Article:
An Inconceivable Wound
Hank and Peggy Graeser’s life was tragically altered when their beloved son, Bryan, received a diagnosis of cancer at just eighteen years old. Their immediate response was a desperate prayer, “Lord, we are going to trust you in this. Amen.” They had no idea what that trust would look like.
Words like “aggressive,” “difficult to control,” and “low survival rate” became their reality as they came to realize that the statistics were against them. Over the next three years, Bryan endured multiple surgeries and chemotherapy. Psalm 23 was their framework as they walked through the valley of the shadow of death. Bryan experienced a time of clinical remission after two years, a blessing Hank describes as a feast at the table prepared before them in the presence of their enemy, cancer, which was still present but unseen.
After a three-year battle, Bryan went home to be with his Savior in 1998. For those of us with children, it’s an inconceivable wound, a heartbreak we cannot imagine.
Now, 24 years after Bryan’s passing and by God’s grace, Hank and Peggy are able to share their story to help others who are experiencing their own grief and suffering. “It’s not easy in any way to talk about, but it is joyful to be able to help others.”
Hank describes the nine years after Bryan’s homegoing as a period of going from mourning to mission. The family needed to take the time to grieve, take a step back from things they were involved in, listen to the Lord, and regain their footing.
Time to Heal
Hank credits Peggy as being the visionary of the two. In 2001, she imagined having a place to invite other grieving couples who had lost children. But it was not yet time. God was doing a work in them to prepare them. It took another six years for Hank and Peggy to be safe in that role. Hank describes it as “holy detachment” – being far enough away from their own story to be confident in God to minister to others.
The couple purchased and modified a home in the mountains and turned it into Bryan’s Oasis, a refuge for others in need of respite and healing. They trusted God to bring those who needed to come, and as they began hosting other families, they found that people were now looking to them for comfort, answers, and assurance.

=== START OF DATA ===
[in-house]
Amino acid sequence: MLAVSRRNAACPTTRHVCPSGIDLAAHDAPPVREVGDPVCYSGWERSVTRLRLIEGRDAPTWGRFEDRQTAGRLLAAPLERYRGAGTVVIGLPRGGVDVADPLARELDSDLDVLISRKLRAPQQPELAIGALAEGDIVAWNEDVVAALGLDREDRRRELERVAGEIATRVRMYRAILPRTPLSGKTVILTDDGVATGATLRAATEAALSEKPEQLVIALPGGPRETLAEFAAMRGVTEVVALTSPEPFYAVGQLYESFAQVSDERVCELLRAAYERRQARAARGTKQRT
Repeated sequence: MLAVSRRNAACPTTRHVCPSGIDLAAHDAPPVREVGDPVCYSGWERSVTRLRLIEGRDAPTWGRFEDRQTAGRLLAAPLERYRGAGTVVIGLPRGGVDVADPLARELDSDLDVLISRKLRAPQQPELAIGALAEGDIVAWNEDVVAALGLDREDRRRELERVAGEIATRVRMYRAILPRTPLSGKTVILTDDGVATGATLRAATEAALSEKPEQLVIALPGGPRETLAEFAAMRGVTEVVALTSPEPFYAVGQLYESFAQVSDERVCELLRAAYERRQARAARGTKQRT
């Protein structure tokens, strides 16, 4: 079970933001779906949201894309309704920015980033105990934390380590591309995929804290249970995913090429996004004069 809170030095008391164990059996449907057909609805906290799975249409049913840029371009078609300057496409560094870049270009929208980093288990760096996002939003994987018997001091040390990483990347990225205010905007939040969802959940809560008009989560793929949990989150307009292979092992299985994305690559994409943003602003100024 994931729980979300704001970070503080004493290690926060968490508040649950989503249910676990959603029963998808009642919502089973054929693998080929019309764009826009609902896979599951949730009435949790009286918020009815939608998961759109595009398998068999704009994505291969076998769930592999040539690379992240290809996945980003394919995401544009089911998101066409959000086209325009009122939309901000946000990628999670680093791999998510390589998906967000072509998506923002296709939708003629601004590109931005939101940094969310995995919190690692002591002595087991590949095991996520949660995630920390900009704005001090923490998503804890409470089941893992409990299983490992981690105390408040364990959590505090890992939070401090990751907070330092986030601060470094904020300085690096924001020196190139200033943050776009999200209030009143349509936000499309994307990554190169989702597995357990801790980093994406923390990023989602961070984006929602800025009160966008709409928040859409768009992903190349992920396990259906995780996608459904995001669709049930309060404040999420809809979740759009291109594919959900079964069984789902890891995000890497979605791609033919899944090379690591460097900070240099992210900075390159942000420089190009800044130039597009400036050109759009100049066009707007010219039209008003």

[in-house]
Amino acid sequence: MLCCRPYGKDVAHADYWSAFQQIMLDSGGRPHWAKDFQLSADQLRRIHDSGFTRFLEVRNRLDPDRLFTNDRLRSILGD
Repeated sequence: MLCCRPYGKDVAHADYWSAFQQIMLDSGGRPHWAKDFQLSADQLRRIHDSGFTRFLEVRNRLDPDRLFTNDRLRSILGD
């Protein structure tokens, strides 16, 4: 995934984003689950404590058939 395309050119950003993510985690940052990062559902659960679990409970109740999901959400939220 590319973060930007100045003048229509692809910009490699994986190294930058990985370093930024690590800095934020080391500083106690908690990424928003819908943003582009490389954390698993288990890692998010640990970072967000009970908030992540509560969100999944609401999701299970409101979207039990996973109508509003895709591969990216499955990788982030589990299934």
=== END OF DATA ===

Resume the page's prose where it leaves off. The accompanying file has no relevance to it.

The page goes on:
Only by God’s grace and mercy can anyone turn such mourning into mission. Only because of their deep encounter with Jesus can they confidently share with others that He is still walking with them even when they feel deserted.
From Mourning to Mentoring
God turned Hank and Peggy’s mourning into the gladness of ministering to and mentoring others. In fact, Hank decided to retire from his full-time engineering career to pursue this vision.
To comfort all who mourn… to give them a beautiful headdress instead of ashes, the oil of gladness instead of mourning, the garment of praise instead of a faint spirit.
Hank’s testimony and example of mentorship are powerful. Along with hosting others at Bryan’s Oasis, they have led a GriefShare group several times. He is also a senior member of the Segue group at his church, which focuses on helping men at or approaching retirement mentor others too.
From Wounds to Scars
It took years, but Hank and Peggy pressed into God as He began to heal their wounds into scars, and they took the step of faith to comfort others with the comfort God is granting them. Through his encounter with Jesus, the Good Shepherd, through the dark valley, he has been able to enter into his “second vocation” of discipling others with deep wounds. He encourages other men to realize they have something to share from their life and experience in Christ and to begin now to look for opportunities to be around younger men.
“Meaningful mentorship has to come out of a deep encounter with the Lord Jesus. It has to be a reality that a person knows and can articulate.”
We are tempted to hide the pain of our past and believe that our scars are too great for God to use. But as Christ-followers, our scars give us a chance to recount God’s faithfulness to others. We don’t all experience the same trials, but when we put them in God’s hands for him to use, the payoff is seeing God at work in people’s lives.
Just like the boy who gave his loaves of bread and fish to Jesus to multiply, Hank is a living example of offering what he has to God for him to use. They started Bryan’s Oasis with one idea in mind, but over the years, God changed it. He encourages others to start somewhere and tune in to where God might take it.
“It’s our job to bring the loaves and fishes; it’s Jesus’ job to feed the 5,000.”
My marks and scars I carry with me, to be a witness for me that I have fought His battles who now will be my rewarder.
John Bunyan, The Pilgrim’s Progress
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